# When may I make a Bayesian interpretation of the posterior?

I believe one major advantage of Bayesian inference is the intuitiveness of interpretation. This is my primary interest. However, it's not completely clear to me when it's OK to make such an interpretation.

I make the potentially false assumption that fitting a probability model in the frequentist way is virtually the same as fitting the same model with a flat prior in a Bayesian way. Please nuance or correct that as interest number one (1).

And my main interest (2) is if my assumption is true (and if a flat prior happens to be the best prior I could possibly come up with), does the posterior of the model fitted in a frequentist way, but sampled say with an MCMC sampler, allow for me to make a Bayesian type of interpretation? e.g., the probability that an individual described by some particular configuration of $X$ will have an income ($Y$) greater than $100K is 76%. I've read that what makes an analysis Bayesian is that it involves prior information. Is that really the essence? I've also read that you can't make such interpretations as my example about income from frequentist results. Does sampling from the posterior with MCMC methods move me away from frequentist methods sufficiently to make a Bayesian interpretation? I greatly appreciate your direction. Thank you. • A quick comment on your third paragraph - Monte Carlo sampling of parameters, not the data, would be Bayesian. Bayesians are very aggressive with applications of probability; they're able to make probabilistic statements about quantities that classical statisticians would consider fixed, unknown truths. – Ben Ogorek Nov 27 '13 at 2:43 ## 1 Answer I make the potentially false assumption that fitting a probability model in the frequentist way is virtually the same as fitting the same model with a flat prior in a Bayesian way. Please nuance or correct that as interest number one (1). If the flat prior contains the Maximum Likelihood Estimator (MLE), then the MAP (Maximum A Posteriori) and the MLE coincide. However, despite these values coincide, their interpretation is entirely different. Some people may argue that the MAP is not a Bayesian estimator, though. And my main interest (2) is if my assumption is true (and if a flat prior happens to be the best prior I could possibly come up with), does the posterior of the model fitted in a frequentist way, but sampled say with an MCMC sampler, allow for me to make a Bayesian type of interpretation? e.g., the probability that an individual described by some particular configuration of X will have an income (Y) greater than$100K is 76%.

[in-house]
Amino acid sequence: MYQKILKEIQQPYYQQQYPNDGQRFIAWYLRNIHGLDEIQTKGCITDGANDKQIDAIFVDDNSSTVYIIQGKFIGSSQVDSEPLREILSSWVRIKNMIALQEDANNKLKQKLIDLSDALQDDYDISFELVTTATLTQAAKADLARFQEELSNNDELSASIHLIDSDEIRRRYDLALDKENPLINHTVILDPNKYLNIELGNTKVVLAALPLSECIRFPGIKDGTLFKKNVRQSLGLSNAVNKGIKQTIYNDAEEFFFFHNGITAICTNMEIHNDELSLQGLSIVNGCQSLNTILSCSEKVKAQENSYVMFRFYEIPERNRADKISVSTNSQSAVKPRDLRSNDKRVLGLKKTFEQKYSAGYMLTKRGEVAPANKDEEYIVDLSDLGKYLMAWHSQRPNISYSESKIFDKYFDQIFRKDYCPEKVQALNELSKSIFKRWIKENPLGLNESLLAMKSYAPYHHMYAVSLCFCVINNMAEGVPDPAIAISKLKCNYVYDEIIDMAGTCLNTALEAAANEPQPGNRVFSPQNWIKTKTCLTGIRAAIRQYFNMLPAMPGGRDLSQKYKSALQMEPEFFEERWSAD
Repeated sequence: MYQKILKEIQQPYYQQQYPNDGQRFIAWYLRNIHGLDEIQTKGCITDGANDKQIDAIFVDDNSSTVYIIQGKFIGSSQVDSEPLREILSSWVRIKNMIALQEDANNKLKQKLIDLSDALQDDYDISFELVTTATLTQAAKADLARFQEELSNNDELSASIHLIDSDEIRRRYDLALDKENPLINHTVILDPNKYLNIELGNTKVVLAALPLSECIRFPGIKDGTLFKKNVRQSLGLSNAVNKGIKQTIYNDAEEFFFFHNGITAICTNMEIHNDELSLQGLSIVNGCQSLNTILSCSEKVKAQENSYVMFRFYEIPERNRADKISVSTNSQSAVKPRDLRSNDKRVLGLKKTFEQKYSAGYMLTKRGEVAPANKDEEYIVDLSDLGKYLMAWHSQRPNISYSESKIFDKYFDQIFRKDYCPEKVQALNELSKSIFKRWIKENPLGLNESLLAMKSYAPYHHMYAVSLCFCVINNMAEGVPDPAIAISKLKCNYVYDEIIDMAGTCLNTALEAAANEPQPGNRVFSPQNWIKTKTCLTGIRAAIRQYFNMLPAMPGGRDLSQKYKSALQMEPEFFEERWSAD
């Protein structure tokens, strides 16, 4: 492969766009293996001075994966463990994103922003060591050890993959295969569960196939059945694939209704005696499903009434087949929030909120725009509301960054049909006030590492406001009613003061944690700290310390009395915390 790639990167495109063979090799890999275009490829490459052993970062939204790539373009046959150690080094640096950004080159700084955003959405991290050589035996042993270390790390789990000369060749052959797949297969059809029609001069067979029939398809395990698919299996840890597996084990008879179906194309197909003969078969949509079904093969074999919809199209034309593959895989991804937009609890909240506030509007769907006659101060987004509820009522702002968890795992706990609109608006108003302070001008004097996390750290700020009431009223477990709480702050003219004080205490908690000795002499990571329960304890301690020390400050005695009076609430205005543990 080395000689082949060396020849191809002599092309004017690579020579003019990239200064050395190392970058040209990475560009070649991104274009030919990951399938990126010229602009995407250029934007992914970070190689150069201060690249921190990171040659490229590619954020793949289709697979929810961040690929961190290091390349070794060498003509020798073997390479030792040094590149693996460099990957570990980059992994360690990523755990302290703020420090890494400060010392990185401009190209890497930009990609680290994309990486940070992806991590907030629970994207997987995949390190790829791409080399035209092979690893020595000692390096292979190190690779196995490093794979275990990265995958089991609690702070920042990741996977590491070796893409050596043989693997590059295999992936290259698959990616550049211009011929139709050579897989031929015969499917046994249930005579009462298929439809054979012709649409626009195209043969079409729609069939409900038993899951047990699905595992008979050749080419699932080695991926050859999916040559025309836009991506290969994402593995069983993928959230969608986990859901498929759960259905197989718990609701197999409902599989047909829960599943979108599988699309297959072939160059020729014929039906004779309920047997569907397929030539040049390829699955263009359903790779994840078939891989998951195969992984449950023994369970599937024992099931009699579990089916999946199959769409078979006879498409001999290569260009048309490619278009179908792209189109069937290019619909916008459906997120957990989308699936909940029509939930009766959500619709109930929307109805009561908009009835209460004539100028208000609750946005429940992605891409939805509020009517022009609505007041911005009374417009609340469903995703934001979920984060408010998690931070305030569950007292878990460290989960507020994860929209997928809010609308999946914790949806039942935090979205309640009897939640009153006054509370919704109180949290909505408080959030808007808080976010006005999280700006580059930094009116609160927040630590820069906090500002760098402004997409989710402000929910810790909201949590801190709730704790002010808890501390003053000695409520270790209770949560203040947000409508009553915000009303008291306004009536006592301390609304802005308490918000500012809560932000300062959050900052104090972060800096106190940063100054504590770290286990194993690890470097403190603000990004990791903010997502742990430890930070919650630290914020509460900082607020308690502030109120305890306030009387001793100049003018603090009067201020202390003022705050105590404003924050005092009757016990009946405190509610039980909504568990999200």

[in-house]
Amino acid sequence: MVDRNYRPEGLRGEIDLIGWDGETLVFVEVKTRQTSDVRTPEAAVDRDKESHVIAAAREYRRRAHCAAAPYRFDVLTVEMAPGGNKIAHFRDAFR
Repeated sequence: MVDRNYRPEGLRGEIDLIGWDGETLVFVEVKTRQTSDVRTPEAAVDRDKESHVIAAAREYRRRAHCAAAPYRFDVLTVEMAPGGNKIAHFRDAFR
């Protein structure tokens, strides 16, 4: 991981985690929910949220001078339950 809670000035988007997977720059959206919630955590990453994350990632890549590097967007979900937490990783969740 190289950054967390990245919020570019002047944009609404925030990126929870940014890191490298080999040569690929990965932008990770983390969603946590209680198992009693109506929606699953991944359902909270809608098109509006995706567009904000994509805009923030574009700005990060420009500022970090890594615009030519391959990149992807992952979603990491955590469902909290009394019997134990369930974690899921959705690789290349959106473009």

The sentence "the posterior of the model fitted in a frequentist way" makes no sense. You have to either estimate the parameters using a Bayesian approach or a frequentist approach.

Recall that the MLE is defined as the value of the parameter, that maximises the likelihood, this is

$$\hat{\theta} = \mathrm{argmax}_{\theta}\, {\mathcal L}(\theta;\text{Data}),$$

therefore no MCMC is involved here necessarily, while Bayesian inference is based on the posterior distribution

$$\pi(\theta\vert \text{Data}) \propto {\mathcal L}(\theta;\text{Data}) \pi(\theta).$$

Also, Bayesian estimators are not unique. MCMC is just a numerical technique to obtain samples from the posterior distribution and it has no philosophical implications. The same happens with the MLE, if doesn't matter if you calculate it through the Newton-Raphson method or a Simmulated Annealing, its interpretation is the same.